MESSENGER Mission News
20 Feb 2007
(Source: Johns Hopkins University Applied Physics Laboratory)
Understanding if ice exists on the surface of Mercury, and if so what types, will mark an important component of the investigations by the MESSENGER spacecraft about the origin and evolution of the solar system?s inner planets. This month, instrument engineers at the Johns Hopkins University Applied Physics Laboratory in Laurel, Md., turned on the Neutron Spectrometer (NS)- one of several sensors aboard MESSENGER that will be key to sorting out the mystery of Mercury's surface.
The NS will collect data about the composition of the uppermost tens of centimeters of Mercury's crust by measuring the numbers and energies of neutrons that reach the MESSENGER probe as it passes near the planet. The NS together with a gamma ray sensor make up the Gamma-Ray and Neutron Spectrometer (GRNS) instrument.
The NS will map variations in the fast, thermal, and epithermal neutrons Mercury's surface emits when struck by cosmic rays. 'Fast' neutrons shoot directly into space; others collide with neighboring atoms in the crust before escaping. If a neutron collides with a small atom (like hydrogen), it will lose energy and be detected as a slow (or thermal) neutron. Scientists can look at the ratio of thermal to epithermal (slightly faster) neutrons across Mercury's surface to estimate the amount of hydrogen - possibly locked up in water molecules - and other elements.
Subtracting the Background Noise
APL's Edgar Rhodes, an instrument scientist on the MESSENGER mission, says the current NS calibration will "tweak the electronic thresholds and voltages for the detectors to assure that the most interesting parts of the neutron spectra are within the energy ranges of the instrument before the upcoming second Venus flyby on June 5."
In space, the spacecraft is bombarded continuously from all directions by galactic cosmic rays, high-energy particles (mostly protons) thought to originate from remnants of supernovae in our galaxy, explains APL's John Goldsten, the GRNS instrument engineer.
"On Earth, we are protected from these penetrating rays by our atmosphere; but in the vacuum of space they collide directly with spacecraft materials, smashing into atomic nuclei, and sending off energetic neutrons," he says. "These energetic neutrons, in turn, collide with other atoms and produce a host of lower-energy neutrons and gamma rays. These signals pose a serious background in the instrument that needs to be 'subtracted out' from the total signal measured near a planet. After all, it's the composition of the planet and not the spacecraft we are trying to measure."
To make matters more difficult, Goldsten adds, some components of this induced spacecraft background build up over time, "and so it is important to make periodic measurements to characterize this background to perform a proper analysis and interpretation of the science data."
Searching for Solar Neutrons
The NS will remain on during most of MESSENGER's cruise phase and return data from Venus flyby 2 in June, three Mercury flybys in 2008 and 2009, and one Earth year in Mercury orbit starting in 2011.
The NS is a low-power instrument that can safely be powered on indefinitely, Goldsten says. "We plan to take special advantage of the unique measurements the NS can produce as it journeys through the inner solar system; a region of space never before studied with this type of instrument."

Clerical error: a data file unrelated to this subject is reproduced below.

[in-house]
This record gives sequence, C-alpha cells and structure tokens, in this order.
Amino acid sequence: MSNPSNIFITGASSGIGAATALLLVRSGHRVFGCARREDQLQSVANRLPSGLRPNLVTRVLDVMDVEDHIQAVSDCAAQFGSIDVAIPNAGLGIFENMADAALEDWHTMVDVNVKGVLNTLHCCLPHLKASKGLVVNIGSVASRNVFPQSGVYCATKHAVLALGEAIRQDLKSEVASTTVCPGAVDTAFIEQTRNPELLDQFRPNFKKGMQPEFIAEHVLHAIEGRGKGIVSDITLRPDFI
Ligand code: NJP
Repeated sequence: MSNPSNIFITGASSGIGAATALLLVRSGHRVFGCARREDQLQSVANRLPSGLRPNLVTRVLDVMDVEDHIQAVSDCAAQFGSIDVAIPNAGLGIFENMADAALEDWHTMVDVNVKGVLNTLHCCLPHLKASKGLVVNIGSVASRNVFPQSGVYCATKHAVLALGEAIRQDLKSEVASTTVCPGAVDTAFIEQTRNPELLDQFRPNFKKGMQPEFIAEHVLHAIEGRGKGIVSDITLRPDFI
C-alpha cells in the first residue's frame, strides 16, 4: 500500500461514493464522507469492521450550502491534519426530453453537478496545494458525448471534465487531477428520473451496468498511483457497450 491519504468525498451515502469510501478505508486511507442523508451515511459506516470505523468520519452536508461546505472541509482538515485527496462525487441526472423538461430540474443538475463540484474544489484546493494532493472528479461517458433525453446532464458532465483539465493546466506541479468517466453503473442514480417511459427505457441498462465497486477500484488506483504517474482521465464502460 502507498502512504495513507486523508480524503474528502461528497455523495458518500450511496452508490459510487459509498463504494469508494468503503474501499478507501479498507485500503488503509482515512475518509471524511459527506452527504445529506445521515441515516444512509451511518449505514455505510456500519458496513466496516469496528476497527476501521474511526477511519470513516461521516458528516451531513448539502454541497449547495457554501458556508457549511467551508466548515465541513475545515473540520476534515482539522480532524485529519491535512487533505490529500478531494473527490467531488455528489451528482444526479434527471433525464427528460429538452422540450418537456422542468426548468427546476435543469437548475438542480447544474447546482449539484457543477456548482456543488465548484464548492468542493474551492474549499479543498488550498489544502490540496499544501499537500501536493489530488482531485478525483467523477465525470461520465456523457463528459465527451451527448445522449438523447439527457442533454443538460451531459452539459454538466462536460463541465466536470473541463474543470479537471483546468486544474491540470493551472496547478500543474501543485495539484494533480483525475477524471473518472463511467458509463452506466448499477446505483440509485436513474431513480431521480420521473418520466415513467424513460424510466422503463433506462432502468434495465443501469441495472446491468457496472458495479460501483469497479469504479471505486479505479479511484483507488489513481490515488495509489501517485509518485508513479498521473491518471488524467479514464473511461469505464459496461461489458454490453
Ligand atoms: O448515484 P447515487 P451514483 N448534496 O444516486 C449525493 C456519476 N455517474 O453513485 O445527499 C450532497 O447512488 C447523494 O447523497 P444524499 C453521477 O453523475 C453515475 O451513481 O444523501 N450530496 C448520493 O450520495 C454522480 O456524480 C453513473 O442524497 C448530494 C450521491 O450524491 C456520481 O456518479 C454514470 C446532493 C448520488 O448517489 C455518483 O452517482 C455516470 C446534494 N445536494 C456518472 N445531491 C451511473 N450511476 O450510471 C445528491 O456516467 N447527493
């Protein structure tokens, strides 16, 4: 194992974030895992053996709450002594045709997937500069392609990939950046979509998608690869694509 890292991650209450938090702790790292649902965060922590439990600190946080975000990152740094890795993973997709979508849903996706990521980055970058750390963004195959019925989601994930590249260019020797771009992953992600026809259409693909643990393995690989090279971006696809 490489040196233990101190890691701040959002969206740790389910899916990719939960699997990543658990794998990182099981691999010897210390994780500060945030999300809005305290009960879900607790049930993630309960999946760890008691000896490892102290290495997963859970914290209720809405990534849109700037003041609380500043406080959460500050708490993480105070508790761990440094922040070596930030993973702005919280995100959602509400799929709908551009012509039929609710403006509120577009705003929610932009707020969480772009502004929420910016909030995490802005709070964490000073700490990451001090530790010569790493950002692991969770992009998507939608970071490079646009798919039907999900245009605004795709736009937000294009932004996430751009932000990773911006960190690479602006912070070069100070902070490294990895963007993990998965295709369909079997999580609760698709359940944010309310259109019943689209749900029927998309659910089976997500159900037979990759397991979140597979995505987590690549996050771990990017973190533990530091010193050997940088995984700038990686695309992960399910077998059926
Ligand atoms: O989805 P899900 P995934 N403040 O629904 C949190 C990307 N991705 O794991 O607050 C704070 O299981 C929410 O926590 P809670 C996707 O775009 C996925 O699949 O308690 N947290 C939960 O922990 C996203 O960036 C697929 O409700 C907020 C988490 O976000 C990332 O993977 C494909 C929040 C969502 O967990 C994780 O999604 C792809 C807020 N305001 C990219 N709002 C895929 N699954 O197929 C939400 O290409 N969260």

"Looking for the presence of energetic neutrons streaming away from the Sun during solar flares is of particular scientific interest to physicists trying to model and understand the underlying mechanisms of solar activity," he continues. "Solar neutrons are very difficult to observe from Earth because these sub-atomic particles by themselves - not bound inside an atomic nucleus - are not stable and decay away in about ten minutes, so only the most energetic (fastest moving) neutrons reach Earth before disintegrating, and these are very few. But as the MESSENGER spacecraft journeys closer to the Sun and gets inside the orbit of Venus, the likelihood of observing solar neutrons increases dramatically because we get a chance to capture them before they can decay away."
Another reason to operate the NS during the long cruise to Mercury is to help the Interplanetary Network of satellites detect and locate Gamma Ray Bursts - the most energetic events known in the Universe - which produce monstrous flashes of gamma rays that appear in the sky at random times and from random locations.
"Detecting these gamma ray bursts simultaneously at distant spacecraft helps to triangulate their direction so that observatories can quickly aim powerful telescopes to study the optical counterpart or 'afterglow' of these colossal events, hypothesized to mark the collapse of stars into black holes or the collision of super dense neutron stars," Goldsten says. "While the NS is optimized to detect neutrons, gamma rays appear as a steady background signal, so any sudden changes in this background signal can be used as a gamma-ray burst monitor. Gamma-ray bursts are typically detected about once a day, and no two are exactly alike; some last milliseconds, while others may continue for minutes."
From an engineering point of view, the GRNS is a flexible instrument with many controls and settings that can be adjusted remotely via commands to the spacecraft. "This flexibility is important as we cannot easily simulate the galactic cosmic ray environment on the ground," Goldsten says. "Optimizing the in-flight settings is usually an iterative process where we make small changes and then analyze the results. We then collect long-term data with the final settings to establish the instrument baseline prior to an encounter such as the upcoming Venus flyby."
More information about the GRNS is available online at http://btc.montana.edu/messenger/instruments/grns.php.